Seanad debates

Wednesday, 19 September 2018

Mental Health (Renewal Orders) Bill 2018: Second and Subsequent Stages


2:30 pm

Photo of Frank FeighanFrank Feighan (Fine Gael) | Oireachtas source

I know that the Government is very anxious to expedite this emergency legislation. Senator Wilson has rightly said that this has cross-party support. Much work has been done and many parties have come together to make sure we get what is best for the patient. The Bill is a response to the finding by the Court of Appeal in June that section 15(3) of the Mental Health Act 2001 is unconstitutional. The section provides for the involuntary detention of patients for periods not exceeding six months and 12 months. The Court of Appeal's finding was on the basis that there is no effective means for a patient to seek an independent review of his or her detention within a reasonable time. In delivering its judgment, the Court of Appeal said that the finding on its constitutionality demands an immediate and imperative response on the part of the other branches of government, the Oireachtas and the Government. The Court of Appeal placed a stay on its judgment in June until 8 November to allow the Oireachtas and the Government to remedy the position and for operational change for existing patients to be put in place by the Mental Health Commission and the Health Service Executive, HSE. That is why we are here today to expedite this emergency legislation.

On 25 September, 124 people were retained under section 15(3) renewal orders, a number of whom are detained in the Central Mental Hospital. Once this emergency legislation is enacted all patients detained on that date under the section 15(3) renewal orders must be examined by their consultant psychiatrist who will issue a replacement renewal order if appropriate. A mental health tribunal must review the renewal order and give a decision to affirm or revoke the order. This is a very significant operational undertaking which needs approximately four weeks to complete, and it must be completed in full before the expiry of the Court of Appeal's stay on 8 November to ensure that all patients are lawfully detained on that date.

The Department of Health had a policy choice between providing for mandatory review at three monthly intervals by shortening the maximum duration of renewal orders to three months or making a new right to a review an optional one for the patient. Following the appropriate consultation the Department of Health has chosen to provide for a new right for the patient or his or her legal representative to request a review of the detention by a mental health tribunal, an approach considered to be more patient centred. The Bill removes a provision for a 12-month renewal order in its entirety and this had already been intended as part of a wider review of the mental health legislation as recommended by the expert group review of the Mental Health Act 2001. Given the urgency of the situation and the particularly vulnerable cohort of patients who are affected by this judgment, the Government is seeking the support of all parties and Independents which will be necessary to ensure the timely commencement of urgent legislation. I welcome that support today.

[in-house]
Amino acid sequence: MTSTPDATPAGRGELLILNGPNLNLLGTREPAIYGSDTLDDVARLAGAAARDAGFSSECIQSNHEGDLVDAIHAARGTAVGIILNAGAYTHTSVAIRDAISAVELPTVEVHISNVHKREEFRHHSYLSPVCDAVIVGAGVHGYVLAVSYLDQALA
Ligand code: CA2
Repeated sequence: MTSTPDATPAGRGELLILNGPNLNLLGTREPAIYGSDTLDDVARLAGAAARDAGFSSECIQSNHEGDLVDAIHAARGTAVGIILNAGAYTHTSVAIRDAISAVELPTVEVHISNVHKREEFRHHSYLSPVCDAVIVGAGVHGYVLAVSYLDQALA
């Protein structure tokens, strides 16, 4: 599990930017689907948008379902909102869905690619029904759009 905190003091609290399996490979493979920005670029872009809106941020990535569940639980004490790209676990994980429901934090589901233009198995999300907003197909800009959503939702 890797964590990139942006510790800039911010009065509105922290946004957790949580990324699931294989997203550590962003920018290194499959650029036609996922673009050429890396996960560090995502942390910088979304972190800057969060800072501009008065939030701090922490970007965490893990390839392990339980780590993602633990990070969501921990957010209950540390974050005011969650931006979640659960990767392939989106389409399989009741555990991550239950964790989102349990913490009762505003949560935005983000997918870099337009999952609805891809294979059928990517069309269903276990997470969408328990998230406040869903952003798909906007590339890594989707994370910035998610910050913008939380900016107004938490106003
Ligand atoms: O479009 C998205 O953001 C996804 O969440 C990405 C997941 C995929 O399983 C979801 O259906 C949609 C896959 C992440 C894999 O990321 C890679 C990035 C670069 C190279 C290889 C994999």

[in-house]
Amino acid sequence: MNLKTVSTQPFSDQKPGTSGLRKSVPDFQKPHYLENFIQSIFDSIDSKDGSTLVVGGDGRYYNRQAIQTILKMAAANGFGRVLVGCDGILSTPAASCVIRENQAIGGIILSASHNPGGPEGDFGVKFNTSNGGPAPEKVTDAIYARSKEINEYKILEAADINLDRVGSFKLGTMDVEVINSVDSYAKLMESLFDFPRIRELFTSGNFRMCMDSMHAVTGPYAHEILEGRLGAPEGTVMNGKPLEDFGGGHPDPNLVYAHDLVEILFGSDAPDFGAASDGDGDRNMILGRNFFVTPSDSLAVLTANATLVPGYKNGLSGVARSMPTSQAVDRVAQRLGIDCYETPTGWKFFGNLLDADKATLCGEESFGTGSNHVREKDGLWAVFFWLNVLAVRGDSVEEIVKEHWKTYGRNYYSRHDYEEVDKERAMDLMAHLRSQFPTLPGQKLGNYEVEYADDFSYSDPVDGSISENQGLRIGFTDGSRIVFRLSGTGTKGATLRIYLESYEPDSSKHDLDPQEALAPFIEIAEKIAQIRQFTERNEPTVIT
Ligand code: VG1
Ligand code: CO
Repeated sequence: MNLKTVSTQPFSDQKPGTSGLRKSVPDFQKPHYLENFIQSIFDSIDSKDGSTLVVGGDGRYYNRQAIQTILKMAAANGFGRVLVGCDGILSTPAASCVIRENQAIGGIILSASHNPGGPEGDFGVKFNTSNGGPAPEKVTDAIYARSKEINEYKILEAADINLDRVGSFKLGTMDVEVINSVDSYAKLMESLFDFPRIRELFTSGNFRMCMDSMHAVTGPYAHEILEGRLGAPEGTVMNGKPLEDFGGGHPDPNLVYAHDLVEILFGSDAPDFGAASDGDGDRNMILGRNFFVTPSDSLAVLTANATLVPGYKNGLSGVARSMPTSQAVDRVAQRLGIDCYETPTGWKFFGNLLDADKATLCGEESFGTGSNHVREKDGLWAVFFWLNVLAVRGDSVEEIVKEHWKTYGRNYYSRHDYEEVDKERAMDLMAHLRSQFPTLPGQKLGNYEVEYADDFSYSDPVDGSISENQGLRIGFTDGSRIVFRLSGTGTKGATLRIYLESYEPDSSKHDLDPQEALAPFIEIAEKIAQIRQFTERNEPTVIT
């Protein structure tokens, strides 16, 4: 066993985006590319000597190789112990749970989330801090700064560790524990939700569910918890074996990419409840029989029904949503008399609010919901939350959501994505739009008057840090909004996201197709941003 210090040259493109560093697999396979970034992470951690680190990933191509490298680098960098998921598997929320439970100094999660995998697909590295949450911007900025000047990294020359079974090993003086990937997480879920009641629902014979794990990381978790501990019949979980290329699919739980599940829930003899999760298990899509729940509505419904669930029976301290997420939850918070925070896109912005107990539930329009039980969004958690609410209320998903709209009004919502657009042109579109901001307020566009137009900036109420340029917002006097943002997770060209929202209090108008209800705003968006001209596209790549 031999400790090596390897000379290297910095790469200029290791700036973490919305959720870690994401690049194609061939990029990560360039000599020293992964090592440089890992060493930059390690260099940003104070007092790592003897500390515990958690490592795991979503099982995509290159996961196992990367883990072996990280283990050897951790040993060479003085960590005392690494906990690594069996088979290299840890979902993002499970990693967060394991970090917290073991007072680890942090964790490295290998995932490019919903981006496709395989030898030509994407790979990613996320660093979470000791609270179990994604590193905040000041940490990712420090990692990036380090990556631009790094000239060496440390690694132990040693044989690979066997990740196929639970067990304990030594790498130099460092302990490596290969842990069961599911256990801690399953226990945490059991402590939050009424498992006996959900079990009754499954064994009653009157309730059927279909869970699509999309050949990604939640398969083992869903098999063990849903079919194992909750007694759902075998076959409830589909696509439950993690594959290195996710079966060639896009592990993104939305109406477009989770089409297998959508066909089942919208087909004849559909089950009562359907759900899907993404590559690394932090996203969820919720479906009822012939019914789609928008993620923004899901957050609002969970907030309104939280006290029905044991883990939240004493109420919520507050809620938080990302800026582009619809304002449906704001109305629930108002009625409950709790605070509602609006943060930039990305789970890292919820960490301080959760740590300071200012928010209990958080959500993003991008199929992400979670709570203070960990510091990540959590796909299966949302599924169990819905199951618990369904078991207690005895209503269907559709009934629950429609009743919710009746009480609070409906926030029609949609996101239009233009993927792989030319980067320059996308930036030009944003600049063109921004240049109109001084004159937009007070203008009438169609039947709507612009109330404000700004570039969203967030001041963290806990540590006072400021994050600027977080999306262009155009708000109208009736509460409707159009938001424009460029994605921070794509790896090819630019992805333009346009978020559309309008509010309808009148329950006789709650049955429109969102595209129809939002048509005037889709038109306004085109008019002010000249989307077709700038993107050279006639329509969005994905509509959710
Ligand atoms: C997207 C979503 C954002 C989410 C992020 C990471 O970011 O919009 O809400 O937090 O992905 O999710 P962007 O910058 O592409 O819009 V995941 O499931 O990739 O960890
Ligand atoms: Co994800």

I am really encouraged by all this good work in the area of mental health reform and want to pay tribute to all parties who have worked extremely hard on this. All of us must continue to recognise that people suffering from mental health difficulties have the same entitlement to have their voices heard and respected as anybody else. It is necessary to do all we can to protect vulnerable people including those who need inpatient psychiatric care. Sometimes we can be accused of being adversarial but today we are putting the patient ahead of everybody and I hope this Bill will be passed.


Mary Farrell
Posted on 22 Sep 2018 11:24 pm (Report this comment)

Whilst all this peripheral outstanding legislation is connected to The Assisted Decision Making (Capacity) Act 2015 - the enactment of the main outstanding piece of this legislation, namely the abolition of the Archaic 1871 Lunacy Regulations and replacement of the Office of Wards of Court with the Decision Support Service. We have been waiting since early 2016 and now we are informed that this will not be in place until 2020. And it may be a further three years before all Wards are discharged.
Anyone who has read the Report of the National Safeguarding Committee on the current status of Wardship in Ireland cannot help but see that Wards and their families have no rights - their decision making rights have been subsumed by the Courts and families are not consulted about important matters concerning their relative. There is no process to challenge decisions made on behalf of these people. They have no say in relation to their funds or investments; cannot leave the country without permission; cannot marry; cannot make decisions about their medical treatment...
Why is this allowed to continue in conflict with Wards' Constitutional rights and their rights under the UNCRPD which the Government is now required to implement.

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